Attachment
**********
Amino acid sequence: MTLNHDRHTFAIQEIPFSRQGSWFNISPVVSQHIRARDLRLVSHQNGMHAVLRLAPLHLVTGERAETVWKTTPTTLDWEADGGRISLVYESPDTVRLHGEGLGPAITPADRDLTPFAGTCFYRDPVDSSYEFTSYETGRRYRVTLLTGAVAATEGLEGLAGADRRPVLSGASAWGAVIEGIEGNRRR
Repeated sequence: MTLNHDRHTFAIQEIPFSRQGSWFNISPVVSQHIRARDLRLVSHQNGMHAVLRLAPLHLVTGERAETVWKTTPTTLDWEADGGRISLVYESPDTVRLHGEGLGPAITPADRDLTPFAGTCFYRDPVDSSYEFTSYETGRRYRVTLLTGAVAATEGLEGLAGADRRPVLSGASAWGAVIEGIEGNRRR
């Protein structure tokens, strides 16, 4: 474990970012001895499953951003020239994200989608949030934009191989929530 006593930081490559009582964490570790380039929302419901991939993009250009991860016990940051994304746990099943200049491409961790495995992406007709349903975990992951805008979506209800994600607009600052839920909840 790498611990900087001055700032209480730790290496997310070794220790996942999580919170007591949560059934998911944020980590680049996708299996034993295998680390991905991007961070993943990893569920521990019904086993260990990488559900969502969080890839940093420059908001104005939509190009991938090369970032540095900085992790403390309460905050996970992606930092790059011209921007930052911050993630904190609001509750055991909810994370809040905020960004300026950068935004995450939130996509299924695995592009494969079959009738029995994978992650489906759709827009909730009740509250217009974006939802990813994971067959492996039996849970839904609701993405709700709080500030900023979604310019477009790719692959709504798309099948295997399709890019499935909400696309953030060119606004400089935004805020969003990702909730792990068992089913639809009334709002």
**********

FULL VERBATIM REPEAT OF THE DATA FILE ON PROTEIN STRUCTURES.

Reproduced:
Amino acid sequence: MTLNHDRHTFAIQEIPFSRQGSWFNISPVVSQHIRARDLRLVSHQNGMHAVLRLAPLHLVTGERAETVWKTTPTTLDWEADGGRISLVYESPDTVRLHGEGLGPAITPADRDLTPFAGTCFYRDPVDSSYEFTSYETGRRYRVTLLTGAVAATEGLEGLAGADRRPVLSGASAWGAVIEGIEGNRRR
Repeated sequence: MTLNHDRHTFAIQEIPFSRQGSWFNISPVVSQHIRARDLRLVSHQNGMHAVLRLAPLHLVTGERAETVWKTTPTTLDWEADGGRISLVYESPDTVRLHGEGLGPAITPADRDLTPFAGTCFYRDPVDSSYEFTSYETGRRYRVTLLTGAVAATEGLEGLAGADRRPVLSGASAWGAVIEGIEGNRRR
């Protein structure tokens, strides 16, 4: 474990970012001895499953951003020239994200989608949030934009191989929530 006593930081490559009582964490570790380039929302419901991939993009250009991860016990940051994304746990099943200049491409961790495995992406007709349903975990992951805008979506209800994600607009600052839920909840 790498611990900087001055700032209480730790290496997310070794220790996942999580919170007591949560059934998911944020980590680049996708299996034993295998680390991905991007961070993943990893569920521990019904086993260990990488559900969502969080890839940093420059908001104005939509190009991938090369970032540095900085992790403390309460905050996970992606930092790059011209921007930052911050993630904190609001509750055991909810994370809040905020960004300026950068935004995450939130996509299924695995592009494969079959009738029995994978992650489906759709827009909730009740509250217009974006939802990813994971067959492996039996849970839904609701993405709700709080500030900023979604310019477009790719692959709504798309099948295997399709890019499935909400696309953030060119606004400089935004805020969003990702909730792990068992089913639809009334709002």